Your Compound View - Selection from the collection from 1970-2010
The summer exhibition at Hafnarhús presents a selection of contemporary art from the collections of the Reykjavík Art Museum. Many of Iceland‘s best-known artists working today are featured in the show, including e.g. Ólafur Elíasson, Ragnar Kjartansson, The Icelandic Love Corporation, Gabríela Friðriksdóttir and Hreinn Friðfinnsson.
The exhibition comprises a total of about fifty pieces from the period 1970–2010, representing three generations of artists. The origins of Icelandic contemporary art can be traced back to the rebellion of the “SÚM generation” (SÚM – Association of Young Artists) against the dominant position of abstract painters in Icelandic art in the early 1960s. That generation introduced innovative ideas into art training and established new connections abroad. That meant that the following generations of artists looked farther afield; and the fifty artists whose work is shown here have pursued postgraduate art studies in no fewer than ten different countries in Europe and North America. Those diverse influences are reflected in the great variety of the exhibition. Many different media are employed, and subjects are highly diverse. The show includes, for instance, site-specific installations, minimalist sculptures, concept art in a range of media, performance-related video art, and works based on research.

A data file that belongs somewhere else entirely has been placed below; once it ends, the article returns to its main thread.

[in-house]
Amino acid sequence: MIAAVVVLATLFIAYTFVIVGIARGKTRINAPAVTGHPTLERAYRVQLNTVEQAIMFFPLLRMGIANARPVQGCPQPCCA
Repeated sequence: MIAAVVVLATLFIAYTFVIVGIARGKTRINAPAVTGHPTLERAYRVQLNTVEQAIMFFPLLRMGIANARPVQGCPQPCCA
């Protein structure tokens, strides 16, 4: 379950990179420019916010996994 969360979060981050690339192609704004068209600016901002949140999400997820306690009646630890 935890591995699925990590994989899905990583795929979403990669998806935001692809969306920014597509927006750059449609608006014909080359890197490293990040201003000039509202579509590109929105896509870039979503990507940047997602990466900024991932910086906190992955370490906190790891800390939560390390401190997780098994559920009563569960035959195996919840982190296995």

Subjects run the gamut from internal meditation on the nature of art to social critique and the deconstruction of received ideas about “the North” and Iceland’s cultural heritage. While Icelandic artists have brought many ideas back with them after their studies abroad, their ideas and approaches have continued to evolve in a new environment on their return to Iceland. The ferment that has taken place, and the discourse which has emerged over the past half-century, have made their mark on Icelandic art – but the diversity is a fact, which this exhibition seeks to bring out.
The Reykjavík Art Museum is Iceland’s largest art collection, comprising about 17,000 works, including a general collection of works by numerous Icelandic and foreign artists, in addition to collections of the works of three leading Icelandic artists: Erró (1932– ), Jóhannes Sveinsson Kjarval (1885–1972) and Ásmundur Sveinsson (1893–1982). The collections have been acquired thanks to generous gifts from artists and individuals, as well as by purchase of works of art.